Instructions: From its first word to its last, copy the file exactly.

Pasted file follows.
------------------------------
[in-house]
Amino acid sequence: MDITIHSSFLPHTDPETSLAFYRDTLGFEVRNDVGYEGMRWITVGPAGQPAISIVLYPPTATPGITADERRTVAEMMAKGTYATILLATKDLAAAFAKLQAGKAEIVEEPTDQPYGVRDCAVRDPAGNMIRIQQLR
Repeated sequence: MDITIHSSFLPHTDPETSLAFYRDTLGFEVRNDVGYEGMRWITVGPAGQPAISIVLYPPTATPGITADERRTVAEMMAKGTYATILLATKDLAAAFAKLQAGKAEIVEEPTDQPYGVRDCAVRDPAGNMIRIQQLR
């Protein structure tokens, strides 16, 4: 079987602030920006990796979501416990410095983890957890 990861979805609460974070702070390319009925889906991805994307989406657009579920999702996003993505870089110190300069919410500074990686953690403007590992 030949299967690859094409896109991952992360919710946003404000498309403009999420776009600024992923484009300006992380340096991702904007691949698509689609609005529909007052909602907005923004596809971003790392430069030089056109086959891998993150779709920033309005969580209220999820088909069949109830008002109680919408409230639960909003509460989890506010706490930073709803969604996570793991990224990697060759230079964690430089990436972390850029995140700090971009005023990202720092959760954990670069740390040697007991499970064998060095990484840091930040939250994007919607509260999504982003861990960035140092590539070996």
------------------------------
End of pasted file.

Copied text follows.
[in-house]
Amino acid sequence: MDITIHSSFLPHTDPETSLAFYRDTLGFEVRNDVGYEGMRWITVGPAGQPAISIVLYPPTATPGITADERRTVAEMMAKGTYATILLATKDLAAAFAKLQAGKAEIVEEPTDQPYGVRDCAVRDPAGNMIRIQQLR
Repeated sequence: MDITIHSSFLPHTDPETSLAFYRDTLGFEVRNDVGYEGMRWITVGPAGQPAISIVLYPPTATPGITADERRTVAEMMAKGTYATILLATKDLAAAFAKLQAGKAEIVEEPTDQPYGVRDCAVRDPAGNMIRIQQLR
């Protein structure tokens, strides 16, 4: 079987602030920006990796979501416990410095983890957890 990861979805609460974070702070390319009925889906991805994307989406657009579920999702996003993505870089110190300069919410500074990686953690403007590992 030949299967690859094409896109991952992360919710946003404000498309403009999420776009600024992923484009300006992380340096991702904007691949698509689609609005529909007052909602907005923004596809971003790392430069030089056109086959891998993150779709920033309005969580209220999820088909069949109830008002109680919408409230639960909003509460989890506010706490930073709803969604996570793991990224990697060759230079964690430089990436972390850029995140700090971009005023990202720092959760954990670069740390040697007991499970064998060095990484840091930040939250994007919607509260999504982003861990960035140092590539070996």